Three Poems

By Emma Purshouse

10,000 steps

She walks them round the confines of the yard.
Lap…..after lap……after lap……after lap…..
after lap. Day after day. But it’s so hard
she has to admit, keeping it all intact,

and short circuits take their toll.
Lap…..after lap…….after lap……after lap.
Last week her mind struck out on its own
heading north. She plots its progress on a map.

Some days it walks the roads, where cars are few
and far between, and other days it tramps
through muddy fields, takes in scenic views,
or ambles into night as street lamps

fade to starlight. Last Tuesday her mind crossed
another border, stood for a while on the edge
of a loch. She worries it might get lost
amongst highland heather or moorland sedge,

thinks it might be heading for the coast
hankering for scream of gull, curlew’s call
for waves, for harbours, for fishing boats,
for weathered storms, and landfall.

This poem was originally an audio piece commissioned by Multistory as part of their Stories in Isolation project.

The Present

Royal School of Needlework apprentice,
that’s what she was, this woman in Brighton

from whom he’d ordered masks, a box of six,
that’s three for his dad and three for his mum.

Beautiful, washable. Also makes scrubs
she does, knows a bit about protection,

keeping people safe from those germ laden
visits off nurses, those chance infections

from the emergency chiropodists,
or milkmen, folk who drop the shopping off,

and those other unaccounted for risks,
like neighbours’ sneezes, or paperboys’ coughs.

So it’s only the best for him, and them.
And even though he’d never thought to ask

she has taken care, this Brighton woman,
care and tissue paper to wrap each mask,

then post them first class with a thoughtful note,
so by Facetime Friday he can unwind,

sit back, watch their impromptu fashion show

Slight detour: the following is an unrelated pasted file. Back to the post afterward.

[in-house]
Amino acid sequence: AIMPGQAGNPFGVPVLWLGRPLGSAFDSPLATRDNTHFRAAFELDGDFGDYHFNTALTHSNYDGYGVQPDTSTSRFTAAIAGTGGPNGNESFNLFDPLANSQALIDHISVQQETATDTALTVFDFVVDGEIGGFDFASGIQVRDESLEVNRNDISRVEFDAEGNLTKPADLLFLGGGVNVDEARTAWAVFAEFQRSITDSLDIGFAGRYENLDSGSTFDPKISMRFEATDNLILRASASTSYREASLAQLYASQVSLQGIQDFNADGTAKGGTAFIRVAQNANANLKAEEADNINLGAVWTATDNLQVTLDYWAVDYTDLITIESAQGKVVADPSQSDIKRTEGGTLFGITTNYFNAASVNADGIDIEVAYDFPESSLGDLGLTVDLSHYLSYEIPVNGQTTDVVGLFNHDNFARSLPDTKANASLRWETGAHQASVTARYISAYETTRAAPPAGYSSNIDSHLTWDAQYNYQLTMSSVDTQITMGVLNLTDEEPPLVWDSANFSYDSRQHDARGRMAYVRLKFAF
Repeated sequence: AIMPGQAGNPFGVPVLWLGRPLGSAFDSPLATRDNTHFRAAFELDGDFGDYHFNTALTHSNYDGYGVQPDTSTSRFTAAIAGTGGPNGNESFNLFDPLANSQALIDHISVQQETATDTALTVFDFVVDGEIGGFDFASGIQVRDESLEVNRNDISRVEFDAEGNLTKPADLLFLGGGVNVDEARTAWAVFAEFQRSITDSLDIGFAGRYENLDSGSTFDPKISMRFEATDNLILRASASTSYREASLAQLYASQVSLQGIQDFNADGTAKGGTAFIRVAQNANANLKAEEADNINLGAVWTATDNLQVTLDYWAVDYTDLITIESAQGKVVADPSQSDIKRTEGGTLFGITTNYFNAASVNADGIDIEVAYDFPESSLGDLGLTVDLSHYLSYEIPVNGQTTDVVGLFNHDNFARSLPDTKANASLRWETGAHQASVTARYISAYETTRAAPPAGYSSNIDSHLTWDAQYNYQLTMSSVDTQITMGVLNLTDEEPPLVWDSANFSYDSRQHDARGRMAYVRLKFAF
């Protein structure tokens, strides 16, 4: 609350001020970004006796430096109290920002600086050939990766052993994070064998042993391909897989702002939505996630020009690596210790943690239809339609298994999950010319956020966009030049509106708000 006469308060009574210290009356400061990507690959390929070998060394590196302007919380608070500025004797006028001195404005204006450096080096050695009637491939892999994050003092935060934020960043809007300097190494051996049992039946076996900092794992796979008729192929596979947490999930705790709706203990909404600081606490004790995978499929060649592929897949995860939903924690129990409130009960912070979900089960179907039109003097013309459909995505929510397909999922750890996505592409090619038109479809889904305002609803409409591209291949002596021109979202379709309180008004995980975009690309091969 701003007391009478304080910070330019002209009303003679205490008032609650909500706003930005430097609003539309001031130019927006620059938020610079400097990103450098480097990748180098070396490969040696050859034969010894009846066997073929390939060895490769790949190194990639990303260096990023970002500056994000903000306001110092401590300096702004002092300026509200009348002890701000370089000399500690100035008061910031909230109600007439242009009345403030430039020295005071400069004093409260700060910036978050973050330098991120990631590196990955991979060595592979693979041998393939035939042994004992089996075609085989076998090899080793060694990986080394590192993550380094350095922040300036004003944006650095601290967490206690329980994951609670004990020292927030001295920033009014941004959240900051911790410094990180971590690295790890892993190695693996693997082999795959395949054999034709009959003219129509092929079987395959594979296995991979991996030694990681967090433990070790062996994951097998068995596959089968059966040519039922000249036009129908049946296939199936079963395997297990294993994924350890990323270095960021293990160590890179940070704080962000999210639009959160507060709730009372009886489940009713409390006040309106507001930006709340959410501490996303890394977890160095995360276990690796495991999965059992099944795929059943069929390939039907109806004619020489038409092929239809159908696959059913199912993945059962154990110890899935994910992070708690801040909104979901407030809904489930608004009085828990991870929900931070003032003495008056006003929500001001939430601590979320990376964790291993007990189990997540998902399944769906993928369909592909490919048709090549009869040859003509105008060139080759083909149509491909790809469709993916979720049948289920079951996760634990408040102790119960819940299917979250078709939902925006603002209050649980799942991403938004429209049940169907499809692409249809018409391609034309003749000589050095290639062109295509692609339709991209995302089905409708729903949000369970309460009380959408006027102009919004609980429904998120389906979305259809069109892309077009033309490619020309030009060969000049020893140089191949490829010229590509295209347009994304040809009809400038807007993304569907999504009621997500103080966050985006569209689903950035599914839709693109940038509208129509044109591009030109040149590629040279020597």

see how one’s a proper match for dad’s tie,

the second the self same blue as mum’s eyes,
view third held up to screen, then fourth, and fifth,

lap up praise, yow’m good to us, ower Bri!,
and not tut when he asks about the sixth,

Yower mother gid it to a nurse who come,
the stiff wench, uz does ‘er dressings,

just nod, and know when all is said and done,
some days all we’ve got is in the giving.

This poem was originally an audio piece commissioned by Multistory as part of their Stories in Isolation project.


It started with tea leaves swirling in a cup,
said she was looking to the future.
When we asked her what she saw,
she mumbled something about typhoons
or typhoid, both of which seemed unlikely
in our part of the world. With the benefit
of hindsight she might have said Typhoo
having used the last of the pyramid bags.

In mad March days we’d find her staring
slack-jawed into mirrors, or at the sky
from off the back step. See that snake?
she’d mutter, her mind shaping three-legged bears,
snarling wolves, other portents of doom
on an anvil of gathering clouds.

It wasn’t long before she was
skimming stones across the neighbours’ pond
reading ripples, then runes, dripping wax
into water, quizzing reflected light.

One evening, one the phone,
she swore she’d seen Jesus in the ashes
of her garden fire, although,
she’d admitted, when pressed,
he’d had little or nothing to say.

By summer
she had become distant,
soul gazing into the eyes
of those she loved. Trying to decipher
the news, make sense of politicians.

In Autumn
she bound smudge sticks
of rosemary and thyme,
lit them and looked for signals
in their cleansing semaphore of smoke,
continued to search,
like all of us,
for an end,
which never seemed to be in sight.

This poem was originally a film commission for Poetry On Loan as part of their National Poetry Day pieces for 2020. The theme was vision.

Emma Purshouse is from the English Black Country.  She is the Poet Laureate for the City of Wolverhampton (2020 – 2022).  To find out more about Emma’s work go to

Photo by Nicole Lovell

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Paul Francis
9 months ago

I love the warmth and humanity of these poems. They don’t minimise the pain involved, but they add light as well as covering the dark.

Helen Deal
Helen Deal
10 months ago

I loved the idea behind The Present, focusing on the mask maker who wrapped the masks in such care and how the six masks were distributed with such thought for the individual receiving – colourful characters! The last line is powerful, and true- ‘some days all we’ve got is in the giving.’

I also really liked the vivid unravelling of the character in 2020 and the black humour – I assumed an elderly woman, but equally it works so well as a metaphor for the experience of all of us right now.

Glad to have been introduced to your poetry via this website.

Emma Purshouse
10 months ago

Thanks for sharing my work 🙂

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